Sensor technology has come a long way since then, however, and Microsoft now wants to combine those capabilities with Azure AI services such as Machine Learning, Cognitive Services, and IoT Edge. Project Kinect for Azure will be a package of sensors — with extra wide field of view — capable of inputting fully articulated hand tracking and high-fidelity special mapping. It will include a next-generation depth camera, with onboard compute designed for AI on the Edge, with what Microsoft calls “ambient intelligence,” and essentially means the device’s ability to scan its surroundings and make sense of them in context with cloud databases as well at that real-time spatial scanned information. Which is all incredibly exciting, but as a Mixed Reality fan, they frankly had me at “Extra wide Field of View)
Lorraine Bardeen, GM Studio Manager, also introduced two new Mixed Reality Products during the keynote: Microsoft Remote Assist — which allows customers to better collaborate remotely with heads-up, hands-free video calling, image sharing, and mixed-reality annotations — and Microsoft Layout, which lets you import 3-D models to create room layouts in real-world scale, experience designs as high-quality holograms in physical space or in virtual reality. With a potential market of 2 billion first-line workers, this is a huge opportunity, Bardeen told developers.
Alexa+Cortana = BFFs
Microsoft was keen to show how it’s been fostering collaborations across the board in an effort to make its platform play nicely with pretty much anyone. The company announced that it was open-sourcing the Azure IoT Edge to allow developers to develop more easily for it, and then went on to do a very well-choreographed demo introduced by Nadella, who said they had been working with “their friends across the lake” to bring Alexa and Cortana together.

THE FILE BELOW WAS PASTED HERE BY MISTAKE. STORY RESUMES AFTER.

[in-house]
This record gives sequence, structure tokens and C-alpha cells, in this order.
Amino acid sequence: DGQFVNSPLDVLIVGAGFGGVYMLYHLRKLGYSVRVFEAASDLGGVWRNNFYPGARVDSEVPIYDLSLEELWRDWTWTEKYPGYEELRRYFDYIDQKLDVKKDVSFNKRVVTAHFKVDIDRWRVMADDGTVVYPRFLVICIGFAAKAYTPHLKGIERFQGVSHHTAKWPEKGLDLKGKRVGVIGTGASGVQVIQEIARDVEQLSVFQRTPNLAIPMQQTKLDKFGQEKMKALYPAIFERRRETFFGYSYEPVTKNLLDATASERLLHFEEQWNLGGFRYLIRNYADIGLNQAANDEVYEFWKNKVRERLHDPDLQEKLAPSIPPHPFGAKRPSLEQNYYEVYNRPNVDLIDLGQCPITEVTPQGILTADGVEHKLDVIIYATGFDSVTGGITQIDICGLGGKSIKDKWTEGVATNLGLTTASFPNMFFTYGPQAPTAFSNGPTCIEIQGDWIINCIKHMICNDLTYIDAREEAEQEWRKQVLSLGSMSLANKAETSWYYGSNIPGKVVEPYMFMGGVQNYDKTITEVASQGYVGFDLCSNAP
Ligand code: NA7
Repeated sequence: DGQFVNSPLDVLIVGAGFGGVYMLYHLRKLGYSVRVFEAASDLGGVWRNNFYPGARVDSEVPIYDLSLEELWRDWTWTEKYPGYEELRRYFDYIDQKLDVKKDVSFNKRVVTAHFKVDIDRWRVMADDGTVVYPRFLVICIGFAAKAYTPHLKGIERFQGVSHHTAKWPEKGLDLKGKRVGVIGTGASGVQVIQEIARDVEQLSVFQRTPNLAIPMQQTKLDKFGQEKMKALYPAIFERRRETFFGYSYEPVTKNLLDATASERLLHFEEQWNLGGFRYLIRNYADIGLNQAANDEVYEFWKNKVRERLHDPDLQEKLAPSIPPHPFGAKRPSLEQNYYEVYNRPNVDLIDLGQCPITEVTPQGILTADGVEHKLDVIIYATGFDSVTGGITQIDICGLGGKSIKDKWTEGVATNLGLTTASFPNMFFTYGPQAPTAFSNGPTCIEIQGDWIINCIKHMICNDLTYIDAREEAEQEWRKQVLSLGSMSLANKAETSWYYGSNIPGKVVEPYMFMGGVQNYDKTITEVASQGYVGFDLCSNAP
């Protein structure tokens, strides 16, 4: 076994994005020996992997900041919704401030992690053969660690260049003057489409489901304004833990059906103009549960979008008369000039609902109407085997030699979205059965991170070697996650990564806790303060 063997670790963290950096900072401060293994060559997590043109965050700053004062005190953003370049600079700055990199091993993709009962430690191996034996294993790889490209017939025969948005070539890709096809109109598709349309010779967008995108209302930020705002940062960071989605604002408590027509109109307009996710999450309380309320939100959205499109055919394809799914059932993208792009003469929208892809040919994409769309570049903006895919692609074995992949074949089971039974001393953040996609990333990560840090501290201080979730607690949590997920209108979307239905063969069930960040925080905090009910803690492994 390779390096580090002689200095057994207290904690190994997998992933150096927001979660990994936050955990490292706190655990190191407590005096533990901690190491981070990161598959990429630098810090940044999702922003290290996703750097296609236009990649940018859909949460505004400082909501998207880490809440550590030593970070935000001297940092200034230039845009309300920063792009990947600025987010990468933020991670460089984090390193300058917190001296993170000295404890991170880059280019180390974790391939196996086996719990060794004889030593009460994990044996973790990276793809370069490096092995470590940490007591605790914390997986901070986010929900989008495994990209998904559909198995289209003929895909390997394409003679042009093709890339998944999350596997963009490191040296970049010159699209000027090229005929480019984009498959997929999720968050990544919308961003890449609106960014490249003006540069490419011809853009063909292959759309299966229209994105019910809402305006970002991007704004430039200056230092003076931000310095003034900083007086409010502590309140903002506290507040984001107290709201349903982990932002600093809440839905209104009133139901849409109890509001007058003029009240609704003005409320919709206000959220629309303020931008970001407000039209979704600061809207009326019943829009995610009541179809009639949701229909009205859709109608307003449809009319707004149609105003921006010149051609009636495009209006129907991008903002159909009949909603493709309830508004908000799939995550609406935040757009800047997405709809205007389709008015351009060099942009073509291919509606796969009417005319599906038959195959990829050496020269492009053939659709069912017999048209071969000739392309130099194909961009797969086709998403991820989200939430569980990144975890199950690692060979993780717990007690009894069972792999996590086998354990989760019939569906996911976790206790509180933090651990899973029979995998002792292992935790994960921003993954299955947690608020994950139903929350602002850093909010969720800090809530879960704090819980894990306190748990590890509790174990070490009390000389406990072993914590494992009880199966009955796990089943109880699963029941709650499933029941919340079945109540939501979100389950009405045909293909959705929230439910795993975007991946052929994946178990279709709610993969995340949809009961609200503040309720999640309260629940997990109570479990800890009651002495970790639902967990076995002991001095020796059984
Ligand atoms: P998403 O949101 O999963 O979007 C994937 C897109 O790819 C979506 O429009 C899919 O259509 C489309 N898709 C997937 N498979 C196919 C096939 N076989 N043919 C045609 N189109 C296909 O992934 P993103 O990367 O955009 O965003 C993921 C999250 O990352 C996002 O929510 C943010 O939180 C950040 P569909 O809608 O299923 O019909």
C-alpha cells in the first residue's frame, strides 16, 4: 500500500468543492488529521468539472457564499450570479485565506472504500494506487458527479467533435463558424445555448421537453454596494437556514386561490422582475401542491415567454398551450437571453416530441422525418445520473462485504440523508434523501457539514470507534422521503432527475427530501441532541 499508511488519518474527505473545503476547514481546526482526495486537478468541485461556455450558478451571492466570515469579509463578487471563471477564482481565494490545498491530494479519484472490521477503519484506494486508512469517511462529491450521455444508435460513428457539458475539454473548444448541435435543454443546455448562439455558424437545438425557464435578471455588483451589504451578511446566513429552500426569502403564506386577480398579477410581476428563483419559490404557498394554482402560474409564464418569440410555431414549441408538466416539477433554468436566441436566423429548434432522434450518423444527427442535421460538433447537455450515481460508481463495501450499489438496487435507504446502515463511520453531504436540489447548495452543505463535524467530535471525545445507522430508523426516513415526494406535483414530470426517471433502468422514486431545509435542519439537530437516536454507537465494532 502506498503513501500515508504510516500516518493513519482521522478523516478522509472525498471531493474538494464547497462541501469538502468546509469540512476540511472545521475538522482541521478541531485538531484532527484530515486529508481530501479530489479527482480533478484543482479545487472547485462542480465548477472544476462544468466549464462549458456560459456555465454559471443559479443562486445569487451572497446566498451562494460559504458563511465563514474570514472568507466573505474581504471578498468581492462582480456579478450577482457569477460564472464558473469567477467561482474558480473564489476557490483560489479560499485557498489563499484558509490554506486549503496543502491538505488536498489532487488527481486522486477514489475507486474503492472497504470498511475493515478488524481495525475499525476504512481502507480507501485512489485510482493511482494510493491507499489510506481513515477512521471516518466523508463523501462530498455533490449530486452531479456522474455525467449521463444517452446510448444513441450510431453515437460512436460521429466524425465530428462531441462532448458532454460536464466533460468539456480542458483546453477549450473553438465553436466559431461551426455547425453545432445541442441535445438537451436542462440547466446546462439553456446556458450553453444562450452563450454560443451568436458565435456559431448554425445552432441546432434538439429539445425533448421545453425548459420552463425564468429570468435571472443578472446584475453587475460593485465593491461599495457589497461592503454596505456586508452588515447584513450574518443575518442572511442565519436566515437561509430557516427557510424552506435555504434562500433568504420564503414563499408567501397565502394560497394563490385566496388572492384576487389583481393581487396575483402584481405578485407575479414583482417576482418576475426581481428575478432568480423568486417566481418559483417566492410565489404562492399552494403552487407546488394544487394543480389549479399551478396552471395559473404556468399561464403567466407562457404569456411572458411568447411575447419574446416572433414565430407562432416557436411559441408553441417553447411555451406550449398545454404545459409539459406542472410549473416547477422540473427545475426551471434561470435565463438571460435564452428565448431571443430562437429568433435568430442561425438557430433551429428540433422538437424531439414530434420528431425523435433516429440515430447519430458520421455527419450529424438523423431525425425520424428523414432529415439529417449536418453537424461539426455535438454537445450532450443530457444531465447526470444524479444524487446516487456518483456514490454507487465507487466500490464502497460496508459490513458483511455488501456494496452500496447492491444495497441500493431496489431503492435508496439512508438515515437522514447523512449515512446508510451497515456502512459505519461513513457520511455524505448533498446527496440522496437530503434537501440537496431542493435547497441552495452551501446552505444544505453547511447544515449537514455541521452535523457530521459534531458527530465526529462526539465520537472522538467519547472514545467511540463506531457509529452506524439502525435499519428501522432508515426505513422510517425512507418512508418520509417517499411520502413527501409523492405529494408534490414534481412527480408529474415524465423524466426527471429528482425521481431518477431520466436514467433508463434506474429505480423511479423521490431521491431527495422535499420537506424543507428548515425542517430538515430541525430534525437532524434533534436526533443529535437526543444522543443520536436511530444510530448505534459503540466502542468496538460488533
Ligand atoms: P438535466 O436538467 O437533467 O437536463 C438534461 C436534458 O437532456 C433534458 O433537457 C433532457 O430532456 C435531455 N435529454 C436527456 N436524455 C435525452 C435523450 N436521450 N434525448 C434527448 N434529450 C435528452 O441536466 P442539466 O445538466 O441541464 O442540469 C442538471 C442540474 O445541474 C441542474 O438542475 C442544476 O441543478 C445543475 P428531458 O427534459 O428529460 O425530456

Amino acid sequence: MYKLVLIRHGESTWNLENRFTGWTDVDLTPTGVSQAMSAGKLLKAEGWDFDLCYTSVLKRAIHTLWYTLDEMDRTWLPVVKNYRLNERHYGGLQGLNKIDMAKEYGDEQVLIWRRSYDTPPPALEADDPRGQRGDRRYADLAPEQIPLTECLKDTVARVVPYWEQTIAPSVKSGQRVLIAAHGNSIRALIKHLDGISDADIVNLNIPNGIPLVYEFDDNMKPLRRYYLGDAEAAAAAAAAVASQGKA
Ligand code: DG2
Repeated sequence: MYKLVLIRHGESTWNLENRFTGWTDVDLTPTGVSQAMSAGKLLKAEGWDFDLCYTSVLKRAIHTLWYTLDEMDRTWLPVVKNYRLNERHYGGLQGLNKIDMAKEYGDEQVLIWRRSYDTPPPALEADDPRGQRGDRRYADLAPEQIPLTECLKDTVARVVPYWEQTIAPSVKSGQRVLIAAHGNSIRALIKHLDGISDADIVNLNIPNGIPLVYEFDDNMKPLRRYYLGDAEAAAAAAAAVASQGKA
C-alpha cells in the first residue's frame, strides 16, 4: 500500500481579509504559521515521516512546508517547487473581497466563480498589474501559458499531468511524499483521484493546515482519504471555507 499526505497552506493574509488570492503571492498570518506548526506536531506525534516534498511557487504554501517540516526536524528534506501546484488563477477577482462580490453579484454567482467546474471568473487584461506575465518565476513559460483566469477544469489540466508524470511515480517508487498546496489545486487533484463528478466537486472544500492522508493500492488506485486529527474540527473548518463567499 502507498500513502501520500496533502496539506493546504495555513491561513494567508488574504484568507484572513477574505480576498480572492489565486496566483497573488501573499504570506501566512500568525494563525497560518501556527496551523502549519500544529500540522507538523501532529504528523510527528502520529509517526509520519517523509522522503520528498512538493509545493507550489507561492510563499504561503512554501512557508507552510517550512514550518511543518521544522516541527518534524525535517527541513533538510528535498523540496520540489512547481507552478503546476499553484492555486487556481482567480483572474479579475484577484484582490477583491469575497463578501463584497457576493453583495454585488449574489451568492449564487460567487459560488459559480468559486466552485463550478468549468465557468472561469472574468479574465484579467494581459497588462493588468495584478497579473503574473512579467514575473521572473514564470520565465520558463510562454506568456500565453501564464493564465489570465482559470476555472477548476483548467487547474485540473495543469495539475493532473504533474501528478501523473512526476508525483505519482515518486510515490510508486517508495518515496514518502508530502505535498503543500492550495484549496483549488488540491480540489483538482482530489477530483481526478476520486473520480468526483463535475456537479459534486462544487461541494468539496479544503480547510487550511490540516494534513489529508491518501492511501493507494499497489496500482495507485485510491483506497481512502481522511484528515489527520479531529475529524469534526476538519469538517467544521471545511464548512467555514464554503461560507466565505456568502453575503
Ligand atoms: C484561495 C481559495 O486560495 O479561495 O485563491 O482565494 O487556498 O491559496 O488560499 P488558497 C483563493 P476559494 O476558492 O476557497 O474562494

Tom Taylor — SVP of Amazon Alexa, then came on stage together with his Microsoft counterpart to show how Cortana and Alexa could be “intelligent friends,” helping their users with different sorts of tasks and collaborating seamlessly with each other as well as their humans. As always you have to wonder how consistently and smoothly these things would work day-to-day but it did make the audience giggle and gave you a warm and fuzzy sort of feeling…
Main #Build2018 announcements
- Following from last year’s announcement of AI for Earth — a program to apply artificial intelligence towards unlocking solutions to climate, water, agriculture, and biodiversity issues facing the planet — Microsoft is now expanding that model with a new $25 million 5-year program called AI for Accessibility, aimed to accelerate the development of accessible and intelligent AI solutions to benefit the over one billion people around the world who live with disabilities. The program comprises grants, technology investments and expertise, and will also incorporate AI for Accessibility innovations into Microsoft Cloud services.
- The world’s biggest drone company, DJI announced a commercial partnership with Microsoft to co-develop solutions leveraging Azure IoT Edge and Microsoft’s AI services across new scenarios such as agriculture, construction and public safety. They will create a new SDK for Windows 10 PCs to bring full flight control and real-time data transfer capabilities to nearly 700M Windows 10 connected devices globally.